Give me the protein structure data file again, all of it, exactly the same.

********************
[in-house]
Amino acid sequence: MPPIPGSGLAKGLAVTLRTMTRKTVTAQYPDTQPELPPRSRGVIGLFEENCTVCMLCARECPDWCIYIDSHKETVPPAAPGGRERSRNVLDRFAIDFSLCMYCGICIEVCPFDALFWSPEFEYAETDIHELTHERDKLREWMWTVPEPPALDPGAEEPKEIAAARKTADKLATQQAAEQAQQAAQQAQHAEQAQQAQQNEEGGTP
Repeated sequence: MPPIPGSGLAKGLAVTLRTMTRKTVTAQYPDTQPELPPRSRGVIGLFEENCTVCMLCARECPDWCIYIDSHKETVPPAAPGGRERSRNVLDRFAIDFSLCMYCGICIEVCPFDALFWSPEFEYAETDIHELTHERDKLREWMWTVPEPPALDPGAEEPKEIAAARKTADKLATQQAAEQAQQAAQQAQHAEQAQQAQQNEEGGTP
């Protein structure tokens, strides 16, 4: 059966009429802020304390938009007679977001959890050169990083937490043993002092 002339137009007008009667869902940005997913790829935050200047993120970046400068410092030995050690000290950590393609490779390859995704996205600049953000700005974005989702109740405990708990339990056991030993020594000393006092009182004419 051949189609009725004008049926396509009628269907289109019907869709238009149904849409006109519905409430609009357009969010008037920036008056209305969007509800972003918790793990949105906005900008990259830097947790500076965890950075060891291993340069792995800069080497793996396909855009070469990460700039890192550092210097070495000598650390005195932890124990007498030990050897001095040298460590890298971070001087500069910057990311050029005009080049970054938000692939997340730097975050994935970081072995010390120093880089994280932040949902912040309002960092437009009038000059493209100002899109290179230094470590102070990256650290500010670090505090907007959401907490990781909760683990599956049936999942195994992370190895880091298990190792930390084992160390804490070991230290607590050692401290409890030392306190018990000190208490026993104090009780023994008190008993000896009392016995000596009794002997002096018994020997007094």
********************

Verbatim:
[in-house]
Amino acid sequence: MPPIPGSGLAKGLAVTLRTMTRKTVTAQYPDTQPELPPRSRGVIGLFEENCTVCMLCARECPDWCIYIDSHKETVPPAAPGGRERSRNVLDRFAIDFSLCMYCGICIEVCPFDALFWSPEFEYAETDIHELTHERDKLREWMWTVPEPPALDPGAEEPKEIAAARKTADKLATQQAAEQAQQAAQQAQHAEQAQQAQQNEEGGTP
Repeated sequence: MPPIPGSGLAKGLAVTLRTMTRKTVTAQYPDTQPELPPRSRGVIGLFEENCTVCMLCARECPDWCIYIDSHKETVPPAAPGGRERSRNVLDRFAIDFSLCMYCGICIEVCPFDALFWSPEFEYAETDIHELTHERDKLREWMWTVPEPPALDPGAEEPKEIAAARKTADKLATQQAAEQAQQAAQQAQHAEQAQQAQQNEEGGTP
């Protein structure tokens, strides 16, 4: 059966009429802020304390938009007679977001959890050169990083937490043993002092 002339137009007008009667869902940005997913790829935050200047993120970046400068410092030995050690000290950590393609490779390859995704996205600049953000700005974005989702109740405990708990339990056991030993020594000393006092009182004419 051949189609009725004008049926396509009628269907289109019907869709238009149904849409006109519905409430609009357009969010008037920036008056209305969007509800972003918790793990949105906005900008990259830097947790500076965890950075060891291993340069792995800069080497793996396909855009070469990460700039890192550092210097070495000598650390005195932890124990007498030990050897001095040298460590890298971070001087500069910057990311050029005009080049970054938000692939997340730097975050994935970081072995010390120093880089994280932040949902912040309002960092437009009038000059493209100002899109290179230094470590102070990256650290500010670090505090907007959401907490990781909760683990599956049936999942195994992370190895880091298990190792930390084992160390804490070991230290607590050692401290409890030392306190018990000190208490026993104090009780023994008190008993000896009392016995000596009794002997002096018994020997007094």